Research and Publications
EMU's Decentralized System of Fiscal Policy
Jürgen von Hagen
This paper reviews the macroeconomic use of national fiscal policy in EMU and examines the rational and scope for a collective insurance system which redistributes income among countries in response to asymmetric cyclical shocks. The analysis of the record of national fiscal policies before and after the adoption of the Maastricht Treaty finds evidence that the quality of fiscal policies has improved in two ways: they are more clearly countercyclical - or less procyclical - and they are more readily used to restore competitiveness than to attempt to boost demand when competitiveness is eroded. These observations suggest that fiscal policy remains a useful instrument. One question is whether it can be augmented - or perhaps substituted for - with a collective insurance system. Collective insurance is one alternative to external borrowing and lending and therefore one way to deal with the concerns that the SGP is meant to address. We examine in more detail two collective insurance systems: tax revenue sharing and unemployment insurance sharing. We find that the earlier is more promising and examine in some detail how it could be set up. It is no panacea, though. Any insurance mechanism entails moral hazard and that moral hazard can, at best, only be mitigated, not eliminated.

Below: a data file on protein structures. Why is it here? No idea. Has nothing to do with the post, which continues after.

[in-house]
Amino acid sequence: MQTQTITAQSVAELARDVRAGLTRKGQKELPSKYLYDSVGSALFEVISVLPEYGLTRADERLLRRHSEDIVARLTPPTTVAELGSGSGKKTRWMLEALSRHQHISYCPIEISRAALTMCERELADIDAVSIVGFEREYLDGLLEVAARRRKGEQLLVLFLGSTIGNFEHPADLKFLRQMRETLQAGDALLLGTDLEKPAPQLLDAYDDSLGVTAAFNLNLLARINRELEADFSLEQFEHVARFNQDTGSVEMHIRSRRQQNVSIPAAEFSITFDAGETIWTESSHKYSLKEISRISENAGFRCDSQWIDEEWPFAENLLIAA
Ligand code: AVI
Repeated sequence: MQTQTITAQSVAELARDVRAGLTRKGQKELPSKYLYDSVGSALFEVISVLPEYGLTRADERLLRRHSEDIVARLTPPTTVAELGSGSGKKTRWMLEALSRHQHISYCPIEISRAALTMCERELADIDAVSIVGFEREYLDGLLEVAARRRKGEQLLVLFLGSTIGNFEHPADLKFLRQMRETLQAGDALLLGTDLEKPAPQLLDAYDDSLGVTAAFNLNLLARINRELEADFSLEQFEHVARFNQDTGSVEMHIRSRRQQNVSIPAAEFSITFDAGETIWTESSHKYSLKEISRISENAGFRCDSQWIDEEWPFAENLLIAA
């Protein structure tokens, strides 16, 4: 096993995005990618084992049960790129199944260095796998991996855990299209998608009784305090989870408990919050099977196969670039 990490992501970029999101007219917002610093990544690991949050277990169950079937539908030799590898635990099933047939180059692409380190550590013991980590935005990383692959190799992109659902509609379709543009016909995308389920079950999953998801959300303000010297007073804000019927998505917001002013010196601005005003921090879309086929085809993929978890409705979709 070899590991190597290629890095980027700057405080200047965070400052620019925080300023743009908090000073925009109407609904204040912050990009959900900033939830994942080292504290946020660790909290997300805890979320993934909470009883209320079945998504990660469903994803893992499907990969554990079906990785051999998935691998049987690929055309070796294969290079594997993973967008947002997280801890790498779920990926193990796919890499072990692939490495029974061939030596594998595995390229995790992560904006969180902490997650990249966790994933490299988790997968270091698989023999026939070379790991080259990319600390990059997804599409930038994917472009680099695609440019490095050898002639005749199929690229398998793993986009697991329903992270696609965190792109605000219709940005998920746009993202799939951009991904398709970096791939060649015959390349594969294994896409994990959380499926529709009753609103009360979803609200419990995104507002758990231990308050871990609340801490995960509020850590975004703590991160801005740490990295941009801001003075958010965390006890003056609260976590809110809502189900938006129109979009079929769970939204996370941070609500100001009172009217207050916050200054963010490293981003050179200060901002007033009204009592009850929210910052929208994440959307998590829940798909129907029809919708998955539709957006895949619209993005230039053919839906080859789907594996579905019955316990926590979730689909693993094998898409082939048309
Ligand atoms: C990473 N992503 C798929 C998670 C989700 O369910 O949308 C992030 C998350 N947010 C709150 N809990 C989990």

Jürgen von Hagen & Charles Wyplosz, 2008. "EMU's Decentralized System of Fiscal Policy," European Economy - Economic Papers 306, Directorate General Economic and Monetary Affairs, European Commission.
Economic and Monetary Union, fiscal stabilization, collective insurance mechanism. Paper